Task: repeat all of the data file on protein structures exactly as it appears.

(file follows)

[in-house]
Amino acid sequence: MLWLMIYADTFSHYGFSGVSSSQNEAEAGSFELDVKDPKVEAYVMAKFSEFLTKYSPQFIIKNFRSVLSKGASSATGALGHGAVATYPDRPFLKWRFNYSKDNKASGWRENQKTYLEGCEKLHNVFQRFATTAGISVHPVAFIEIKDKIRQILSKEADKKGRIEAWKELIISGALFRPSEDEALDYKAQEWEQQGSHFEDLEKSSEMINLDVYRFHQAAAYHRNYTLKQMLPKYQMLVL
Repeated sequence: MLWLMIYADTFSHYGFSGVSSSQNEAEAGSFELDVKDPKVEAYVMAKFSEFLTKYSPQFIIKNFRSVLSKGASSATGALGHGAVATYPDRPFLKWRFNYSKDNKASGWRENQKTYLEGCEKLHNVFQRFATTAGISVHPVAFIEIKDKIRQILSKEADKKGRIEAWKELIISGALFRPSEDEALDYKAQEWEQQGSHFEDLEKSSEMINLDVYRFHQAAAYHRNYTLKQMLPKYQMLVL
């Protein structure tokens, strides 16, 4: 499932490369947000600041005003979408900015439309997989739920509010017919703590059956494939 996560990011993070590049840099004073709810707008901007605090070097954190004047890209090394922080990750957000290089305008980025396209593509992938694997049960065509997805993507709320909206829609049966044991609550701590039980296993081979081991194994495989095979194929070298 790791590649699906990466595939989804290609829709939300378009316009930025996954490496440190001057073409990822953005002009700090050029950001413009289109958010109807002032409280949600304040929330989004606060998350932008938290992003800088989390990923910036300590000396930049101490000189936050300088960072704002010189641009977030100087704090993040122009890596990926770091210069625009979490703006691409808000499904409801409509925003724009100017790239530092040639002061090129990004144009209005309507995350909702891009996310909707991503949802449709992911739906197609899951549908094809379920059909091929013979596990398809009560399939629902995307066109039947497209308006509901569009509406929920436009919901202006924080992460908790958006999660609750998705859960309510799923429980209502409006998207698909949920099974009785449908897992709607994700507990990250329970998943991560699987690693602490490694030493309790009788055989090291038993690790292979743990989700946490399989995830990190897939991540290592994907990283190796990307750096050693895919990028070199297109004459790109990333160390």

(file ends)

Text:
[in-house]
Amino acid sequence: MLWLMIYADTFSHYGFSGVSSSQNEAEAGSFELDVKDPKVEAYVMAKFSEFLTKYSPQFIIKNFRSVLSKGASSATGALGHGAVATYPDRPFLKWRFNYSKDNKASGWRENQKTYLEGCEKLHNVFQRFATTAGISVHPVAFIEIKDKIRQILSKEADKKGRIEAWKELIISGALFRPSEDEALDYKAQEWEQQGSHFEDLEKSSEMINLDVYRFHQAAAYHRNYTLKQMLPKYQMLVL
Repeated sequence: MLWLMIYADTFSHYGFSGVSSSQNEAEAGSFELDVKDPKVEAYVMAKFSEFLTKYSPQFIIKNFRSVLSKGASSATGALGHGAVATYPDRPFLKWRFNYSKDNKASGWRENQKTYLEGCEKLHNVFQRFATTAGISVHPVAFIEIKDKIRQILSKEADKKGRIEAWKELIISGALFRPSEDEALDYKAQEWEQQGSHFEDLEKSSEMINLDVYRFHQAAAYHRNYTLKQMLPKYQMLVL
């Protein structure tokens, strides 16, 4: 499932490369947000600041005003979408900015439309997989739920509010017919703590059956494939 996560990011993070590049840099004073709810707008901007605090070097954190004047890209090394922080990750957000290089305008980025396209593509992938694997049960065509997805993507709320909206829609049966044991609550701590039980296993081979081991194994495989095979194929070298 790791590649699906990466595939989804290609829709939300378009316009930025996954490496440190001057073409990822953005002009700090050029950001413009289109958010109807002032409280949600304040929330989004606060998350932008938290992003800088989390990923910036300590000396930049101490000189936050300088960072704002010189641009977030100087704090993040122009890596990926770091210069625009979490703006691409808000499904409801409509925003724009100017790239530092040639002061090129990004144009209005309507995350909702891009996310909707991503949802449709992911739906197609899951549908094809379920059909091929013979596990398809009560399939629902995307066109039947497209308006509901569009509406929920436009919901202006924080992460908790958006999660609750998705859960309510799923429980209502409006998207698909949920099974009785449908897992709607994700507990990250329970998943991560699987690693602490490694030493309790009788055989090291038993690790292979743990989700946490399989995830990190897939991540290592994907990283190796990307750096050693895919990028070199297109004459790109990333160390």